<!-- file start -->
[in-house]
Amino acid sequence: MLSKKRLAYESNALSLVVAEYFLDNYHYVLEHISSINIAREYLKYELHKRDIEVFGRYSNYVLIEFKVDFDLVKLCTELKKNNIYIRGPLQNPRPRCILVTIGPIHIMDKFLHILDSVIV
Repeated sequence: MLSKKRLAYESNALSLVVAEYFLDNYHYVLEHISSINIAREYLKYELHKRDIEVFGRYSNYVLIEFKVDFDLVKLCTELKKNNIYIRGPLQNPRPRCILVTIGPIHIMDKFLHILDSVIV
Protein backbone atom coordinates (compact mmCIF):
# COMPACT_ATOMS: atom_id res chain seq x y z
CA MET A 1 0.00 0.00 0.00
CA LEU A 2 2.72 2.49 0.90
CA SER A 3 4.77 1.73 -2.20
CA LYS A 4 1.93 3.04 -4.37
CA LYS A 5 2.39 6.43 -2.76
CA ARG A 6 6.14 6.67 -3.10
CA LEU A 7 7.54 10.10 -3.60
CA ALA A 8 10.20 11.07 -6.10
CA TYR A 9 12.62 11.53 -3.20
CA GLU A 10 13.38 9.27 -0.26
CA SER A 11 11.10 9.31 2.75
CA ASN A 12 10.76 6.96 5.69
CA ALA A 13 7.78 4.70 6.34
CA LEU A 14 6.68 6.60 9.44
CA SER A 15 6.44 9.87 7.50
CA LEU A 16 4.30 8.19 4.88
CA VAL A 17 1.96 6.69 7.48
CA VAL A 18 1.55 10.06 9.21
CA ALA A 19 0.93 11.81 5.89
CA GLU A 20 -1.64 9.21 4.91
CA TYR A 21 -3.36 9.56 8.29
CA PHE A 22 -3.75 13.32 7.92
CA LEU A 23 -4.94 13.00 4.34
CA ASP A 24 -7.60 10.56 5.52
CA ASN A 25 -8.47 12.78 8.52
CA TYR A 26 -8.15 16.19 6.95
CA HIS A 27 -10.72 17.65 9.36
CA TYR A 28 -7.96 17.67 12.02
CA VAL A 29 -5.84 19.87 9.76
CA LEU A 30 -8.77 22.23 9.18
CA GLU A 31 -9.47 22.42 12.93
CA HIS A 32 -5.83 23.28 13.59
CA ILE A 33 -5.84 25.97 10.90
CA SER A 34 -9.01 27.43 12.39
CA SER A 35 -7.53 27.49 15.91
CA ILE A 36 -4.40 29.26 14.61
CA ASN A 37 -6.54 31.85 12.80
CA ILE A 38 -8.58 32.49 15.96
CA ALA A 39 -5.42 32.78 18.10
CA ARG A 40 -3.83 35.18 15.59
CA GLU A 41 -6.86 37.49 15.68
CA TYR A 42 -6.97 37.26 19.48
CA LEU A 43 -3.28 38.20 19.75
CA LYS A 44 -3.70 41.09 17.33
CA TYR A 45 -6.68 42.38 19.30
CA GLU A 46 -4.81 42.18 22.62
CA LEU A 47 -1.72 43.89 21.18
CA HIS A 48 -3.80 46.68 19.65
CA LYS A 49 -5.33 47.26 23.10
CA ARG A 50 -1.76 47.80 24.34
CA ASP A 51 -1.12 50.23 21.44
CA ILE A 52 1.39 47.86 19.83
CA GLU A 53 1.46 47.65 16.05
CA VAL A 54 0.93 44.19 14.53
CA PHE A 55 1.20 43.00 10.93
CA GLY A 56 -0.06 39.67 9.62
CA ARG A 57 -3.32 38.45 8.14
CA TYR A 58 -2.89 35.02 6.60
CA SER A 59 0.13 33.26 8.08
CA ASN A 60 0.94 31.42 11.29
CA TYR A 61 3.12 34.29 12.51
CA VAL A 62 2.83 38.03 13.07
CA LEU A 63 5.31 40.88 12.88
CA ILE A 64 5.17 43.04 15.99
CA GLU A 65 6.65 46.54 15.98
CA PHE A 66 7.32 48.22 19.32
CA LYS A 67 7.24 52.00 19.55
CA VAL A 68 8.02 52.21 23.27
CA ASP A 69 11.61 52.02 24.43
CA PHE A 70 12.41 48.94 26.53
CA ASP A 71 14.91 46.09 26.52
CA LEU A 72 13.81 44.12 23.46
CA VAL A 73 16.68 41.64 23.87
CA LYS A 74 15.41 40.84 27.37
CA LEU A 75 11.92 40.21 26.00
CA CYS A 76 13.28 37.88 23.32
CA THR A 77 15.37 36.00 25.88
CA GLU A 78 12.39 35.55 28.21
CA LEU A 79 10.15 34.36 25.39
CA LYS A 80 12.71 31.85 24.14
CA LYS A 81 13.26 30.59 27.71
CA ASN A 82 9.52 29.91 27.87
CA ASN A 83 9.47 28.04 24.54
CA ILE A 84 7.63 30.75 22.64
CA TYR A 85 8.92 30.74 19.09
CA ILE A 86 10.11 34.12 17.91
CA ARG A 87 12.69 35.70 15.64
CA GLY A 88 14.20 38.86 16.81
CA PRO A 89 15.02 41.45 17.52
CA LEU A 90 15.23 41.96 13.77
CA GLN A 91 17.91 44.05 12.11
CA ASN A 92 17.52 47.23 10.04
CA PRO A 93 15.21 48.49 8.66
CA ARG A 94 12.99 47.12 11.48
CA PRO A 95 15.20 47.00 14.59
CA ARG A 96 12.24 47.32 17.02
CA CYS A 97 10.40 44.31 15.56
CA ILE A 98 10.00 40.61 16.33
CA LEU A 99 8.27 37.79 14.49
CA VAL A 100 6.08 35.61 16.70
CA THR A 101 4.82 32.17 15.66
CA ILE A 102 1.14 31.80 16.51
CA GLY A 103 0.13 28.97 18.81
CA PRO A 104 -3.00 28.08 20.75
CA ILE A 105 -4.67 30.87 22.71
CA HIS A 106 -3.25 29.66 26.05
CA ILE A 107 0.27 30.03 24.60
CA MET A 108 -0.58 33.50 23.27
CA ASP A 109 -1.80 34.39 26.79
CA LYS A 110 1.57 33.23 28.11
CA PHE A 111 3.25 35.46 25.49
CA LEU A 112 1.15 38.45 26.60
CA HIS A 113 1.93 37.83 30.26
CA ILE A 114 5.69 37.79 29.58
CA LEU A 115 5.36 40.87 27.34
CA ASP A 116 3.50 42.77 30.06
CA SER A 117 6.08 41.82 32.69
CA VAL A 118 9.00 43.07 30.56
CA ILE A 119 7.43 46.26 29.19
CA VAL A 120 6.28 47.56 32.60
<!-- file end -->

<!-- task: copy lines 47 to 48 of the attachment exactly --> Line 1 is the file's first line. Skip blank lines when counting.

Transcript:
CA TYR A 42 -6.97 37.26 19.48
CA LEU A 43 -3.28 38.20 19.75